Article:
Studio: Black Fawn Films
Director: Jeff Maher
Writer: Jeff Maher, Cody Calahan
Producer: Chad Archibald, Cody Calahan, Christopher Giroux, Jeff Maher
Stars: Colin Price, Alysa King, Gwenlyn Cumyn, Dennis Andre, George Krissa, Hamza Fouad, Alex Loubert
Four friends find themselves trapped on a cursed bed that haunts them with horrifying hallucinations.
NOTE: “Bed of the Dead” was re-released as “The Dwelling.”
In offering thoughts related to why curses in fiction are better left unexplained, “Oculus” director Mike Flanagan once wrote regarding his haunted mirror that, “…no matter what we said, it would not be satisfying. ‘The mirror frame was carved from a tree where they hung witches,’ ‘the glass was made from sand from a beach where the devil played volleyball’ – there simply isn’t an answer to the question ‘where does evil come from’ that isn’t, frankly, stupid.”
“Bed of the Dead” opens on a scene straight out of Mike Flanagan’s mouth. Four robed druids of some sort, one of whom holds a book of occult mumbo jumbo, tie a man to a tree and viciously stab him to death. Some unspecified amount of time later, an unknown man chops down that tree and from the wood carves a headboard that somehow ends up haunting a bed frame.
Roll eyes or sigh at seeing this is the start of the story and the film has already lost you. Though if your mouth curls with the guffawing grin of a mind open to unusual entertainment, “Bed of the Dead” brings exactly the sort of offbeat eeriness anyone would expect of something with such a title.
A cursed bed only makes as much sense as it has to. I wouldn’t spend a single minute arguing against anyone deigning to lump its origin into Flanagan’s accurate definition of horror movie “stupid,” yet I suspect, director Jeff Maher might not either. In this anomalous case, “Bed of the Dead” rightfully has no reason to care about breaking any rules of realism.
“Bed of the Dead” is the kind of idea usually birthed by a brainstorming session populated by more laughter and beer than genuine inspiration and better sense. But by treating its silly premise seriously, and by having capable resources to present the production with a measure of sincerity, “Bed of the Dead” finds its way past the easy way out of comic campiness to muster merit for midnight movie cult status.
The film doesn’t waste time ramping up. It goes for gruesomeness from the gate with parallel timelines telling the present tale of a down and out detective investigating a sex club’s haunted bedroom while the past shows the story of Sandy, Ren, Nancy, and Fred. For these friends, a half-hearted foursome turns fearsome when they discover they cannot escape from the bed without being paranormally, and painfully, butchered to death.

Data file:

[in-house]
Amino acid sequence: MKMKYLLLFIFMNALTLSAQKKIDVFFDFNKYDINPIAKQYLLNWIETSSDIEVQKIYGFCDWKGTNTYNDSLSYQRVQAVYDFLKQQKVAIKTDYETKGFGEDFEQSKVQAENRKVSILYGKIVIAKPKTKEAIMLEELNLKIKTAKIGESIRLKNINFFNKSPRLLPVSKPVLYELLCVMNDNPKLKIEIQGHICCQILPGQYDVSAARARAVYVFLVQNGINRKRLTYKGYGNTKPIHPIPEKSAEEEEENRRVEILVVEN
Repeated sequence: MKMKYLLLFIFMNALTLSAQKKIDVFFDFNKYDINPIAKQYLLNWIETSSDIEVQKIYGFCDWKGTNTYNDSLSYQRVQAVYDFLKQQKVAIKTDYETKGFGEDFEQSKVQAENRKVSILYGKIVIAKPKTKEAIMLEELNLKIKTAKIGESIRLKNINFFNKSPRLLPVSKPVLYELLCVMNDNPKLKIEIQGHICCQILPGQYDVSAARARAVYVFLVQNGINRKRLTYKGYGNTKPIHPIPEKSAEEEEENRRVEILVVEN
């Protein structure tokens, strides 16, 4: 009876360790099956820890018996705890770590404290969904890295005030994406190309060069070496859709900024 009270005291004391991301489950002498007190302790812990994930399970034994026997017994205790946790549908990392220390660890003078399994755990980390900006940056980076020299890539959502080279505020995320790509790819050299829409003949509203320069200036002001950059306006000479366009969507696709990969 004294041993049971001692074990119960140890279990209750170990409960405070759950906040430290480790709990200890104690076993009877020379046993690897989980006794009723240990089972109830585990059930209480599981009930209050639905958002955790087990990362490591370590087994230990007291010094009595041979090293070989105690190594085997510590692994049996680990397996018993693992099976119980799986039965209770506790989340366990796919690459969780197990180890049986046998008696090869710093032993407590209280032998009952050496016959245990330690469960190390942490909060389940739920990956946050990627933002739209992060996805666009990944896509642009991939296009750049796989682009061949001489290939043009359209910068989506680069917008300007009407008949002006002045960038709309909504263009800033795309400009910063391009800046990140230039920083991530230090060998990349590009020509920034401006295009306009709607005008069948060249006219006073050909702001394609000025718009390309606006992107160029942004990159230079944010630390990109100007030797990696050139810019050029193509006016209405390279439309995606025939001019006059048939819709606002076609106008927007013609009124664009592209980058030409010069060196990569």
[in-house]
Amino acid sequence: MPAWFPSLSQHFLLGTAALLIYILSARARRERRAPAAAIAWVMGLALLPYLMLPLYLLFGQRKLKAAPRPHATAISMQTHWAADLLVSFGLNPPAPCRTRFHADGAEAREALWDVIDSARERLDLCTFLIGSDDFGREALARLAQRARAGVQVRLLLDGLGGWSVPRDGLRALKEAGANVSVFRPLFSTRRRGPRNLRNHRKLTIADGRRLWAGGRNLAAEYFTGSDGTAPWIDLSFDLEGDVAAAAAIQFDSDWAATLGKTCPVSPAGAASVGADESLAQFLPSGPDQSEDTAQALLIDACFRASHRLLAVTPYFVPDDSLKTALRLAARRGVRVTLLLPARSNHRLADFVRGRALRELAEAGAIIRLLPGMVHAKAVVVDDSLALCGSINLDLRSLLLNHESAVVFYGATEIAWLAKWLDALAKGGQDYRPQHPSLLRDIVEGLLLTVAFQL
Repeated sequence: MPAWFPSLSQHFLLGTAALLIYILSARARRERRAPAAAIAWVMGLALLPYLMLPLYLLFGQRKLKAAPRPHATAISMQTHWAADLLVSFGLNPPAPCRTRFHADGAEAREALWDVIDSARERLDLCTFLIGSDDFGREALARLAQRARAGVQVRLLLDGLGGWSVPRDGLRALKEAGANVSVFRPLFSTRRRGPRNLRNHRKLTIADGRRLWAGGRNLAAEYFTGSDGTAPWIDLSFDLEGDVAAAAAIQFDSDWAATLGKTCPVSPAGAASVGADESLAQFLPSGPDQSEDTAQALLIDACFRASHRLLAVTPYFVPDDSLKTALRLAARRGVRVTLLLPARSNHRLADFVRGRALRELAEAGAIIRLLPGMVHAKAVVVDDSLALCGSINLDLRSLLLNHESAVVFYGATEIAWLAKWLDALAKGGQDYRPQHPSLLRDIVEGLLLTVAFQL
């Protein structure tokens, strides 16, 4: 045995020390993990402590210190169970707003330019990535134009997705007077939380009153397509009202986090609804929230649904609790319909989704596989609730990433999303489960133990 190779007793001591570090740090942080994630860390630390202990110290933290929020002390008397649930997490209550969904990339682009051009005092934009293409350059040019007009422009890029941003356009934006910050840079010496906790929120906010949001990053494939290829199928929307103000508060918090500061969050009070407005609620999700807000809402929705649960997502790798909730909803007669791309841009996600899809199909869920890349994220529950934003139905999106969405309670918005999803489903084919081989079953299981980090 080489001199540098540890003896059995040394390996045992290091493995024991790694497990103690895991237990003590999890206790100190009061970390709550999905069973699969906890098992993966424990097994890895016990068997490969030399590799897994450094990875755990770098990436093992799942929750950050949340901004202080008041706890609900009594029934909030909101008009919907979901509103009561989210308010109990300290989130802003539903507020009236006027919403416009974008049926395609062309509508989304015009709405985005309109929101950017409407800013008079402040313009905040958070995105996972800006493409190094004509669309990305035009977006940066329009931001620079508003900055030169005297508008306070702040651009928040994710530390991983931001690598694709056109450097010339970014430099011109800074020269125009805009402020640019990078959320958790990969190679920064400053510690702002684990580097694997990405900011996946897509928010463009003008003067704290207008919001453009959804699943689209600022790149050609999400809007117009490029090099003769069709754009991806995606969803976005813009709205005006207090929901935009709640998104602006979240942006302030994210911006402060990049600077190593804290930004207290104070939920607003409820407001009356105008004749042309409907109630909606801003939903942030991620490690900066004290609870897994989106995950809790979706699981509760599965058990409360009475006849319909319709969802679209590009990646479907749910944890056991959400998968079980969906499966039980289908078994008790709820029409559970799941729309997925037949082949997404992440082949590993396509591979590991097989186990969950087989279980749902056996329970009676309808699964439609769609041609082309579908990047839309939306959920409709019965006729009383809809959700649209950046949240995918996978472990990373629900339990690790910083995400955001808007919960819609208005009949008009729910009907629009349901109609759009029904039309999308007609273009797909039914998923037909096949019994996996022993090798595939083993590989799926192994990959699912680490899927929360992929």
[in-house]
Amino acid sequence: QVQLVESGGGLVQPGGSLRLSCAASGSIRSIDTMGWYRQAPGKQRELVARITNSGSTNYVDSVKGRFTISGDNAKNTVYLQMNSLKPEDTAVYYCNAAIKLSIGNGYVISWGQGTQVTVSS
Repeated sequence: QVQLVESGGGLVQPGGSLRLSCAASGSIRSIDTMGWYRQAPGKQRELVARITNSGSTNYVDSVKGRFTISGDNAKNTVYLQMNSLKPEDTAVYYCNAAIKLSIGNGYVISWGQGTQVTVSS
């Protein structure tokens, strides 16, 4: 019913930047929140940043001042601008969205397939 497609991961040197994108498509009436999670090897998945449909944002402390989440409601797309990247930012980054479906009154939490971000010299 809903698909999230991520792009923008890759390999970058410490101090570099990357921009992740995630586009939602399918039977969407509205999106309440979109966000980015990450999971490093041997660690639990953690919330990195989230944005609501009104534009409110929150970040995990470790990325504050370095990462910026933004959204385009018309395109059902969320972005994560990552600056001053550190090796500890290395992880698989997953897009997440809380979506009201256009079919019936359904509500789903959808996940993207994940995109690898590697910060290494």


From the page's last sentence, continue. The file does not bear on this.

After one of their own perishes in a gory gush of blood, the group immediately buys into their unbelievable scenario. Instead of meaninglessly shouting, “what is happening?” at the first sign of inexplicable activity, someone simply says, “we’re in big f*cking trouble.” By not stopping to indulge in typical supernatural slasher tropes of slow setups moving characters to where the audience already is, viewers aren’t afforded immediate opportunities to stop and consider how outrageous everything is. It’s either get onboard or get left behind, and one of those destinations is a far more fun place to be than the other.
There’s nothing innovative about an alcoholic cop grieving a dead daughter or obnoxious twentysomethings looking to party on a city’s seedier side. “Bed of the Dead” intentionally employs elements like these stereotypes however, since it is standard practice for its EC Comics and vintage VHS tone. Even with facades of familiarity to flat personalities, characters still squeeze out a few clever quips to put a little lightness into the heavy carnage of blood waterfalls, broken bones, and exploding internal organs.
“Bed of the Dead” lets on that it has more minutes in its runtime than gas in its idea tank during a sleepy midsection of inconsequential flashbacks and dream sequences fleshing out backstories that barely matter. Several of these scenes could burn away entirely without the film suffering a consequence other than being under an hour in length. This lull is distracting, though not a dealbreaker, and the third act recovers before spreading the plot additionally thin.
“Bed of the Dead” evokes the appeal of 1980s horror without resorting to trendy retro tricks like an overdone synth score or feathered hairstyles hammering home the notion that it fully understands what it wants to be. The film trusts you to recognize its throwback type of terror without knowingly winking or screaming for attention through overinflated irony. Appreciate the straightforward style of a wildly weird premise with slick scares, and you might not need a curse to become locked inside “Bed of the Dead.”
Review Score: 75